Eighth-Graders Face a New Problem: Too Many Choices; Students Explore Ninth Grade Academies at a Showcase Last Week

By Fitzroy, Maggie | The Florida Times Union, February 3, 2006 | Go to article overview

Eighth-Graders Face a New Problem: Too Many Choices; Students Explore Ninth Grade Academies at a Showcase Last Week


Fitzroy, Maggie, The Florida Times Union


Byline: maggie fitzroy

So many opportunities surrounded Talie Lamolinara that she didn't have time to explore them all.

As the Landrum Middle School eighth-grader and her friends cruised the St. Johns County High School Showcase Jan. 26 at World Golf Village near St. Augustine, they heard information about careers in fields such as criminal justice, health, culinary arts, early childhood education, automotive services, landscaping, Web page design, carpentry, interior design, fashion, business and finance, the arts, marketing, multimedia and the military.

Talie stopped at an information booth to check out careers in cosmetology.

She said she would normally attend Nease High School next year, but is instead considering St. Johns Technical High School in St. Augustine, which offers studies in the science of hair and skin.

The county's high schools -- Nease, Bartram, St. Augustine, Pedro Menendez and St. Johns Technical High School -- all have special programs on their campuses that are open to students from all zones. Some of the programs are new, some are still in the planning stage, others have been around for a while. This was the first year students were presented with those programs, called academies, in an organized way.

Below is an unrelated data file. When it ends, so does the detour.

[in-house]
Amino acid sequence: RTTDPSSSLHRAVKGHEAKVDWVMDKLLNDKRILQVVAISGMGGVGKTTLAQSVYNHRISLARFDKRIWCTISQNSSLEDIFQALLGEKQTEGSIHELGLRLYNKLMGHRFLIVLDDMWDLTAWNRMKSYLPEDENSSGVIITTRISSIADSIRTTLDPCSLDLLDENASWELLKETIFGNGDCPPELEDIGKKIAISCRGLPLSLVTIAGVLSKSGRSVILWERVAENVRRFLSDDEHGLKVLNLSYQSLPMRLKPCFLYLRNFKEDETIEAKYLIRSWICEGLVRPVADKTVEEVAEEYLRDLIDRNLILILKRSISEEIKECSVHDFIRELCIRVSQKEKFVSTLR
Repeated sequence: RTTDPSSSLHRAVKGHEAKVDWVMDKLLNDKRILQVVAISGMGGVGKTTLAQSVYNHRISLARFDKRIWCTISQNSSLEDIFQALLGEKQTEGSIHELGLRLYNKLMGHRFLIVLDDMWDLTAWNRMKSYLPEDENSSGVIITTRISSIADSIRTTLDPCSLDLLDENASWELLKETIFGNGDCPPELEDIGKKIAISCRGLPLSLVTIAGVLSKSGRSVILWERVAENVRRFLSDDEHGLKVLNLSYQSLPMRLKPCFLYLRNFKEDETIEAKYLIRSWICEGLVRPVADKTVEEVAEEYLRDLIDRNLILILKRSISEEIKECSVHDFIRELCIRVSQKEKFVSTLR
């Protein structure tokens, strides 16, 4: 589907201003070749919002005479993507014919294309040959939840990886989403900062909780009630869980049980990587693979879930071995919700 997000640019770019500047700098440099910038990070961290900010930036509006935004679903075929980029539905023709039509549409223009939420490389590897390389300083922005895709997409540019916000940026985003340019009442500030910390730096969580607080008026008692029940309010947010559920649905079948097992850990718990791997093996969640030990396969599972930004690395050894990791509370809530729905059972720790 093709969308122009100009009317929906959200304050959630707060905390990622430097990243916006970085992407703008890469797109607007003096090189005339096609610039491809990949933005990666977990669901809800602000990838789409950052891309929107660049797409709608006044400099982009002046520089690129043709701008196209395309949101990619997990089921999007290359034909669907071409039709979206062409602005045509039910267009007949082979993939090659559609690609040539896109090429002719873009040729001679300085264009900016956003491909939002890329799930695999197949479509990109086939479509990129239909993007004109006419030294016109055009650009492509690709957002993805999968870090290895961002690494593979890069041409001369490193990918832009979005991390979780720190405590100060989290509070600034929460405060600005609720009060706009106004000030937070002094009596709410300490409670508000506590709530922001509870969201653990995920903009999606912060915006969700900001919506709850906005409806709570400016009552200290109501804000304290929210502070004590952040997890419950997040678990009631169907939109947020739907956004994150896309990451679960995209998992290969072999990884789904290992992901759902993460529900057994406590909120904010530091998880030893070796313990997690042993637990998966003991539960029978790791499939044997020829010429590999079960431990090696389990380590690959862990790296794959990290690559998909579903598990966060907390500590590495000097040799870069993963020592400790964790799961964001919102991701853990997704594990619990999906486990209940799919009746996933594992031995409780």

All St. Johns County eighth-graders took field trips to the showcase to get a taste of what the academies have to offer.

Students had about a half-hour to explore a large convention room filled with teachers and academy students eager to give them information.

That evening, the showcase was open again to students and parents.

School Board member Bill Fehling, who represents the Ponte Vedra Beach area, said the academies are small learning communities, where clusters of students have some of the same teachers each year and share classes. They are part of academically "comprehensive high schools" that offer special curricula for students who may be interested in specialization, Fehling said.

Although most students elect to follow a standard curriculum, academies give students who have special interests an opportunity to try out various career options for free, before they go on to college.

Fehling said students and parents are not yet familiar with many of the programs, but once they develop reputations, their popularity will grow and kids will elect to attend them.

At St. Augustine High School, students who have an interest in visual arts, music, singing, dance, or theater arts can audition to attend The St. …

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